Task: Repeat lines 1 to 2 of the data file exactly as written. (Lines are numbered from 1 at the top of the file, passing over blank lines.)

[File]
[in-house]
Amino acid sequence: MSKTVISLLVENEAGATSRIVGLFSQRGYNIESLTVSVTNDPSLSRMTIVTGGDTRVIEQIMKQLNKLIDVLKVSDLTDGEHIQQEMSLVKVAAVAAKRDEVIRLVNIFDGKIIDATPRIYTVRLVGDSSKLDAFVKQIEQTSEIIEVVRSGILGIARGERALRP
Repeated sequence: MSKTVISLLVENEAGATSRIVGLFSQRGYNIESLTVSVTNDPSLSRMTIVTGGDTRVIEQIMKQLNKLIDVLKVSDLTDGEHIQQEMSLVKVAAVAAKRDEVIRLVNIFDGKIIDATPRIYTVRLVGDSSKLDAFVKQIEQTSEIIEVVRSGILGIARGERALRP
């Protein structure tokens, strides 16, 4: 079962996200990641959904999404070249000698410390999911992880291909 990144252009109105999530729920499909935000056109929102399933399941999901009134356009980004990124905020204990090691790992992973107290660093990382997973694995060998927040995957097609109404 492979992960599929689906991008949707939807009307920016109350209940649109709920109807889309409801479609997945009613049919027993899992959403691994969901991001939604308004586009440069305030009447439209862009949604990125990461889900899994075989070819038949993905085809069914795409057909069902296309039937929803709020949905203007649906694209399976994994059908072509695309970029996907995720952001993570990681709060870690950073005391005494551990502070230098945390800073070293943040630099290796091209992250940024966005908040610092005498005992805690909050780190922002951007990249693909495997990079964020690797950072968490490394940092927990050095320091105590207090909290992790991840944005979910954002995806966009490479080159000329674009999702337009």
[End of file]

[in-house]
Amino acid sequence: MSKTVISLLVENEAGATSRIVGLFSQRGYNIESLTVSVTNDPSLSRMTIVTGGDTRVIEQIMKQLNKLIDVLKVSDLTDGEHIQQEMSLVKVAAVAAKRDEVIRLVNIFDGKIIDATPRIYTVRLVGDSSKLDAFVKQIEQTSEIIEVVRSGILGIARGERALRP